It was not the filming of an episode of "Law and Order," or some gritty film sequel...
It was hard enough reading about the circumstances of Heath Ledger's death yesterday, without the news of "groupies" hanging out outside his apartment, bringing their cameras and trying to include themselves in the tv news coverage, eagerly reporting friends that they had been on camera.
I had only seen Ledger in one movie, "Brokeback Mountain," in a performance I will never forget. He had all the right expressions of emotion in that film - fear, ruggedness, courage, in a delicate mix, and now we learn that in real life he was apparently even more fragile. Amidst all the drama surrounding this news, it was ironic to note that part of the story was the crowd of mourners, onlookers, observers, whatever you want to call them, surrounding Ledger's Soho apartment, and how so many news stories these days are about everyday citizens embedding themselves in the story. An observation on slate.com was made about this as well: "Noting that crowds have formed outside Ledger's Manhattan apartment, Sonia Zjawinski at Wired's Underwire writes that the state of our postmodern culture is tied to new technology: "Rubbernecking is a common reaction to tragedy, but this obsession with becoming a part of the story has increased since blogging and phonecams came into the picture. Citizen journalism is as much about embedding yourself in the news as it's about passing along the information."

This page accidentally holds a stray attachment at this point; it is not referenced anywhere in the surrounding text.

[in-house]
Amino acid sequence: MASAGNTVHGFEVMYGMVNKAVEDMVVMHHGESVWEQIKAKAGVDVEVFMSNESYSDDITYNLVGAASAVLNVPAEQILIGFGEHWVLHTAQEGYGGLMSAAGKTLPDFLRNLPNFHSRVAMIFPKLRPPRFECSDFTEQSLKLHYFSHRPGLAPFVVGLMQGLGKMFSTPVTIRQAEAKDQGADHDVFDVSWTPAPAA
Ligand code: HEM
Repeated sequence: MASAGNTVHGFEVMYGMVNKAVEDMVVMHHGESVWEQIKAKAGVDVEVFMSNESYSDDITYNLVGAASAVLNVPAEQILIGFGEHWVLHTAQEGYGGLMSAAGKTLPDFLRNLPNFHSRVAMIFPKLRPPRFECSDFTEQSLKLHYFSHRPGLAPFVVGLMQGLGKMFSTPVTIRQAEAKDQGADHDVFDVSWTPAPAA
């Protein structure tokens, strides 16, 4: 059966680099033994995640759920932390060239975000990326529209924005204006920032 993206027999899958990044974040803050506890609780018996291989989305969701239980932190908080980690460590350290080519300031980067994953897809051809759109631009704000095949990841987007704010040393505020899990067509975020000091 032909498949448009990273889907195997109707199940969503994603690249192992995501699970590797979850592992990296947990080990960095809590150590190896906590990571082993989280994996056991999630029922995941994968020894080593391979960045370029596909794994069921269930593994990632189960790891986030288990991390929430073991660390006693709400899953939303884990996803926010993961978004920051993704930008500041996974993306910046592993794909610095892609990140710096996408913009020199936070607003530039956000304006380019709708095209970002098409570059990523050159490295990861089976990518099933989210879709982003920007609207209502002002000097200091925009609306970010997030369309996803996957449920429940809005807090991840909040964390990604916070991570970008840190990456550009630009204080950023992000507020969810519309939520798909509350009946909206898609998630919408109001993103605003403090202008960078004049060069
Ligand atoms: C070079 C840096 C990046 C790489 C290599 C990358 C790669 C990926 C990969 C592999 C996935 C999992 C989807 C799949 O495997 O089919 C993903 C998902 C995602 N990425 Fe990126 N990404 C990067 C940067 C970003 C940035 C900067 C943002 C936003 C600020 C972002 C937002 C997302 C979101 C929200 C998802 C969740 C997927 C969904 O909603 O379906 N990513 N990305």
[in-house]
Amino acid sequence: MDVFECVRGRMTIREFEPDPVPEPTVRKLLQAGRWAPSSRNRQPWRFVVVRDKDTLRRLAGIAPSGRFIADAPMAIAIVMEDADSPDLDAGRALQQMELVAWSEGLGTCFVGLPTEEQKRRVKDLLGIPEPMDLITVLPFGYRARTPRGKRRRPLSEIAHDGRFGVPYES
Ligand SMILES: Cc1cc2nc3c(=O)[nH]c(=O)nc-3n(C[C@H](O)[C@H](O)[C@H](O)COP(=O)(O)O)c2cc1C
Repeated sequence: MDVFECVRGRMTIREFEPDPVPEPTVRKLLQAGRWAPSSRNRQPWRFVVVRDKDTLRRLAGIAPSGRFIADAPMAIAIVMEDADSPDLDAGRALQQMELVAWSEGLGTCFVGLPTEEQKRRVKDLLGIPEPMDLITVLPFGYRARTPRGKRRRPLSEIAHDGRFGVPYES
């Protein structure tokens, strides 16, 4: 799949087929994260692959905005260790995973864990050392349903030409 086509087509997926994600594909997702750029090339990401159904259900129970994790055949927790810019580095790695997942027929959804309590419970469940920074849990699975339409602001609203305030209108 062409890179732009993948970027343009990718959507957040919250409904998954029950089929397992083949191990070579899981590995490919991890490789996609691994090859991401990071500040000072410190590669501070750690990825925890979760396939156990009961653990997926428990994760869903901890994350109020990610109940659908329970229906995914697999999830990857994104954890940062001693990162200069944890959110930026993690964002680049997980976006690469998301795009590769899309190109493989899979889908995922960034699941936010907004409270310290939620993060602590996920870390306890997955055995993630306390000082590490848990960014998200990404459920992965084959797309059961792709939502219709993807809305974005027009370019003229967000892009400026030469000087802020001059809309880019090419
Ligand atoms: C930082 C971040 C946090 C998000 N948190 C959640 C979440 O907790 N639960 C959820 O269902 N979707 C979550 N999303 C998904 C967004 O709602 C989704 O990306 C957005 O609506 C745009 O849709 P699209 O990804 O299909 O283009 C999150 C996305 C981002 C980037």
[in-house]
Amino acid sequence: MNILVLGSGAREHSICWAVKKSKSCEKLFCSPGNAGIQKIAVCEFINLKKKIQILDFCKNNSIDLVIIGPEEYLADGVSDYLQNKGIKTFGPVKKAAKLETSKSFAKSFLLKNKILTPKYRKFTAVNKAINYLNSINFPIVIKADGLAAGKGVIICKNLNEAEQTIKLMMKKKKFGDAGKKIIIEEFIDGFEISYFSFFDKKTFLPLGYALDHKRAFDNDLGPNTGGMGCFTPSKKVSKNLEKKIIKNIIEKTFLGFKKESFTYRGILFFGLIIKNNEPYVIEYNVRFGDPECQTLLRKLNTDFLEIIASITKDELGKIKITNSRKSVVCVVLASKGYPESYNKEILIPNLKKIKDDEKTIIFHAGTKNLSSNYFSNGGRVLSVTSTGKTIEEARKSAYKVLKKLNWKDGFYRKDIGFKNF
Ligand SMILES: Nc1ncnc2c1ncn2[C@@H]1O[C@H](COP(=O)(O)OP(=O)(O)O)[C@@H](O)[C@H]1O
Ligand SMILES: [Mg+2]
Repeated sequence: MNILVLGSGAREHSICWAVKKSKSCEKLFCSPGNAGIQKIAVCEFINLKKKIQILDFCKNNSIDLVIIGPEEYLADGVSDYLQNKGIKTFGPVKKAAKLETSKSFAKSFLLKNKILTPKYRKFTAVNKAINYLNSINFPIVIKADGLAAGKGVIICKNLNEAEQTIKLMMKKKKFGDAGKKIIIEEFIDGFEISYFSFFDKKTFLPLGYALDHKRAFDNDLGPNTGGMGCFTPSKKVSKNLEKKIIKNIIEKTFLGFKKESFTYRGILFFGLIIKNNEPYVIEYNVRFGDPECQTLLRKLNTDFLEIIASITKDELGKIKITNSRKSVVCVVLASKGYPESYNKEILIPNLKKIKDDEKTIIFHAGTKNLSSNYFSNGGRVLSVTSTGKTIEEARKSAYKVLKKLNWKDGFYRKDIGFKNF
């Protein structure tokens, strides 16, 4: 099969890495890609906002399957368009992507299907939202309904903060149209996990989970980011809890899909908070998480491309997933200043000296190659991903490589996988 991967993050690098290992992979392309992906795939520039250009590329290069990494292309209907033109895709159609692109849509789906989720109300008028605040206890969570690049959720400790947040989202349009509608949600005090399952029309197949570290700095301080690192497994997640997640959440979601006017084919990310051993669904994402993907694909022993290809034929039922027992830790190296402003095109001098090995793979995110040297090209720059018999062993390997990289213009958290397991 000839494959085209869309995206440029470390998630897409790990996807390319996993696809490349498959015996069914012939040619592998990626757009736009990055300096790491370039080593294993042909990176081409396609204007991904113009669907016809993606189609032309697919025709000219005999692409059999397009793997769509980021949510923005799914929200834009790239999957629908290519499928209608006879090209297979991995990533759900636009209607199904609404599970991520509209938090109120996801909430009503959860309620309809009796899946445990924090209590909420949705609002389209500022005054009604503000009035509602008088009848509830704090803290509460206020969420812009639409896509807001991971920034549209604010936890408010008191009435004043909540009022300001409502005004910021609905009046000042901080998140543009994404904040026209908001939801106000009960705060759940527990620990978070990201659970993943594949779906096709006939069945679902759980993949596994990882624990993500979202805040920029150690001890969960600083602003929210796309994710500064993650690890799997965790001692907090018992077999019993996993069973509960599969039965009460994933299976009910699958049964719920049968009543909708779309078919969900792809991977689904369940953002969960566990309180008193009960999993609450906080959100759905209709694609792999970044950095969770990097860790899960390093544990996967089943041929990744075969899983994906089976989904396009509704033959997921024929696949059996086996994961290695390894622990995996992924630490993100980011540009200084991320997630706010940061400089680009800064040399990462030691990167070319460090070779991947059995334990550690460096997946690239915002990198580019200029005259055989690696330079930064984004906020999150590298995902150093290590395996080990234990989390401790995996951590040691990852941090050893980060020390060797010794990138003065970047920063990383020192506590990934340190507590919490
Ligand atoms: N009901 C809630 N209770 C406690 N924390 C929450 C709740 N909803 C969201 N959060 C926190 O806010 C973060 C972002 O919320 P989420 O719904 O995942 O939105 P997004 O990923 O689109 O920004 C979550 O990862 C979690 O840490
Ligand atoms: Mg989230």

Today's new media is not an excuse for the public to take on the story - we should respect those who have passed, and let ourselves take a back seat. There are plenty of other opportunities for you and I to be in the picture.